Carpet Beetles

Fabric or textile pest infestations sometimes present the most difficult problems a pest management technician can encounter. Except for fumigation, pesticide use alone is never an effective control for textile pest problems.
Textiles that are infested and consumed by pests are usually wool-based such as woolen clothing, carpets, and tapestries. Two types of insects are responsible for the usual woolen fabric damage but by their nature these pests, carpet beetles and clothes moths, feed on a broader diet than wool alone. Besides textiles made of processed wool, many other substances with high-protein content are eaten by these insects. One particular protein, keratin, is present in wool and other hair or fur. The same material is also found in feathers, skins, horns and hoofs. Other materials that are high in protein are insect bodies, pollen, silk, grains and seeds (particularly the "germ" as in wheat germ or non starchy portions). Insects are the only animals capable of digesting keratin. Only a few microorganisms and fungi in other kingdoms are keratin reducers.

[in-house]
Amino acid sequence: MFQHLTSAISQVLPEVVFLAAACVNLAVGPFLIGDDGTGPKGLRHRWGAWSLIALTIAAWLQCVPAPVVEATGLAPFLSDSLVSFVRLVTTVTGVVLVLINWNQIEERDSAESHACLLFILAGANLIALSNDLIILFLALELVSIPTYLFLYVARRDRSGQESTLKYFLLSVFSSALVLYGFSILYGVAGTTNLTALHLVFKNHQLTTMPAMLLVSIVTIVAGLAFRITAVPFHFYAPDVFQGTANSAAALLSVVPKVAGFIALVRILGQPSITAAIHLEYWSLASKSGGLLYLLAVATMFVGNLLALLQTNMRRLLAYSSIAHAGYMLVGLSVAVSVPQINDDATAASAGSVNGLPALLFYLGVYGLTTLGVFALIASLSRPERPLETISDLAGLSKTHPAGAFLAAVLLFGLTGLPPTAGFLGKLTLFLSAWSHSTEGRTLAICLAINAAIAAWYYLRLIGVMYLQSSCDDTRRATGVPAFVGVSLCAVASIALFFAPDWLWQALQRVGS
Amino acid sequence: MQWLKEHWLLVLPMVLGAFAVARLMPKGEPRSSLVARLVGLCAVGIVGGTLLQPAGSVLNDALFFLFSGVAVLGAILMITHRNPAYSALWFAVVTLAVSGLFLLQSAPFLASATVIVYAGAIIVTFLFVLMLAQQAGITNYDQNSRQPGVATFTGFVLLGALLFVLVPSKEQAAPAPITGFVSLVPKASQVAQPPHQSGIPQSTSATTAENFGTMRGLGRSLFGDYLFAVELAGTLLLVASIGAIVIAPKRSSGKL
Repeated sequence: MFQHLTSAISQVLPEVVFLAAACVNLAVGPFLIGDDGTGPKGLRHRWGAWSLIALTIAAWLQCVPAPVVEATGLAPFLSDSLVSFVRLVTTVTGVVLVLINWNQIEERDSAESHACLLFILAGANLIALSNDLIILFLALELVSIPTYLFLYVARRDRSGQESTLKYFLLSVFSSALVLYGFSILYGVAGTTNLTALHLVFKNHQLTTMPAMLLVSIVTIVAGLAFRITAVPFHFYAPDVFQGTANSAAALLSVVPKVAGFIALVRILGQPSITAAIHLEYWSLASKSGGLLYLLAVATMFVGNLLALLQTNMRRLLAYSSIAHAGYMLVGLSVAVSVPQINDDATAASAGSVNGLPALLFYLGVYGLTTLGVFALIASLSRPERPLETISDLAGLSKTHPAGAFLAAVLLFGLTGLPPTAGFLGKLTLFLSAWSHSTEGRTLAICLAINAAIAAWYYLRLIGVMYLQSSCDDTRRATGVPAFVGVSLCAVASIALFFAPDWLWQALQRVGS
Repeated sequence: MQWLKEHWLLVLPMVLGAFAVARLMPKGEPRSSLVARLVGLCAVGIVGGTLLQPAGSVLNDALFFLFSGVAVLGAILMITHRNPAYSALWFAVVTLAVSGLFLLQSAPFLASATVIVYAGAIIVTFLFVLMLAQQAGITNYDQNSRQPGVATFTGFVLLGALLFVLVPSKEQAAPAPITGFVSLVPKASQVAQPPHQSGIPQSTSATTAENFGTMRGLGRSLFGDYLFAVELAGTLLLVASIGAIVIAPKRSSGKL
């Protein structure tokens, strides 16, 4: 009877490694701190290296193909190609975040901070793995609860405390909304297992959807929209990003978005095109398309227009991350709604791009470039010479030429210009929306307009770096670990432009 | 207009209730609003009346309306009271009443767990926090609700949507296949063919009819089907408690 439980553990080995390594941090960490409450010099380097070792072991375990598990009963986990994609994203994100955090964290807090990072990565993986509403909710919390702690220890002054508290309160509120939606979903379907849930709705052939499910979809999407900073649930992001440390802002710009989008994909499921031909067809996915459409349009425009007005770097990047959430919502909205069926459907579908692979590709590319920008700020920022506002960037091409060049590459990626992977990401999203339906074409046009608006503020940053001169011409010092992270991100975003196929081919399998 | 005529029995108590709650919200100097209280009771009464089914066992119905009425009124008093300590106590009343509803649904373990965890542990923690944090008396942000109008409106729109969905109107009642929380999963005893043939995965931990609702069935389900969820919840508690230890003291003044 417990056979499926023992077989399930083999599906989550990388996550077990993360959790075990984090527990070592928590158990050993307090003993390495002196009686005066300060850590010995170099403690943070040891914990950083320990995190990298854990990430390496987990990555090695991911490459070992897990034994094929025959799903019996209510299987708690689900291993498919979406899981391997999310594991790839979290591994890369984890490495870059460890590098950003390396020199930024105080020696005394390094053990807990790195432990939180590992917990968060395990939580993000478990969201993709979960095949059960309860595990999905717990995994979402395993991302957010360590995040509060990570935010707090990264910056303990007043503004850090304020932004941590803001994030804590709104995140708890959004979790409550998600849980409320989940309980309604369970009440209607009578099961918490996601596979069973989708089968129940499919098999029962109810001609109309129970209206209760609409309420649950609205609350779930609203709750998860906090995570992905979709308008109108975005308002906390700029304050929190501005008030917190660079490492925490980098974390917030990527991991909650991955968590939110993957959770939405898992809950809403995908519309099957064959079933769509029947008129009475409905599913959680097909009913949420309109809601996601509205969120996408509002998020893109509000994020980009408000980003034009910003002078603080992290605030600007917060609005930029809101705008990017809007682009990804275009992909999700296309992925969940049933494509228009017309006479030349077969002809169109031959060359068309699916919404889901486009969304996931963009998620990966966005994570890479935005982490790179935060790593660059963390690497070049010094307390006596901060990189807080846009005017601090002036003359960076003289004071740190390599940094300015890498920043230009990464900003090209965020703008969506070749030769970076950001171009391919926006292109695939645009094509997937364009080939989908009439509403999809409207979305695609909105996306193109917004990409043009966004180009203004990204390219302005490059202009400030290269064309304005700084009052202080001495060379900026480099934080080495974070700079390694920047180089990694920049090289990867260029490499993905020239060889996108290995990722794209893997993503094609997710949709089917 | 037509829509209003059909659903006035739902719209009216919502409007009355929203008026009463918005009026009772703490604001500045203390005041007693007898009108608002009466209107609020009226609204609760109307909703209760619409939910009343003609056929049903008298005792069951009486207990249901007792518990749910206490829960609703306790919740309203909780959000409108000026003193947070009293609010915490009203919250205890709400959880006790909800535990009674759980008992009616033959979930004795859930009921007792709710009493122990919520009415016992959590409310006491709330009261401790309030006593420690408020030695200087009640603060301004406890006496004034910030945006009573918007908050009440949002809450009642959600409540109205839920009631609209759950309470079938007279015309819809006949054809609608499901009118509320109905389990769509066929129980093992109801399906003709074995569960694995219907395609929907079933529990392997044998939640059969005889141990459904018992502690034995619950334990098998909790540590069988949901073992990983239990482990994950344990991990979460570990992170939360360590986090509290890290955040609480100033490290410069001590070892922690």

Fabric pests, carpet beetles and clothes moths, developed as scavengers, consuming feathers, fur and hide of dead birds and mammals. Many species feed on dead insects, the molted skins and pupal cases of moths, silkworms, tent caterpillars, mud daubers, yellow jackets, wasps, hornets, dead bees and pollen.

Textile pests are generally secretive and develop on food that decomposes slowly. As populations of textile pests increase, individual adults and mature larvae migrate away from the infestation to mate or pupate in protected solitude. This activity often is the only signal that a pest infestation is present. The four groups of carpet beetles and two species of clothes moths can be identified from specimens of either adults or larvae.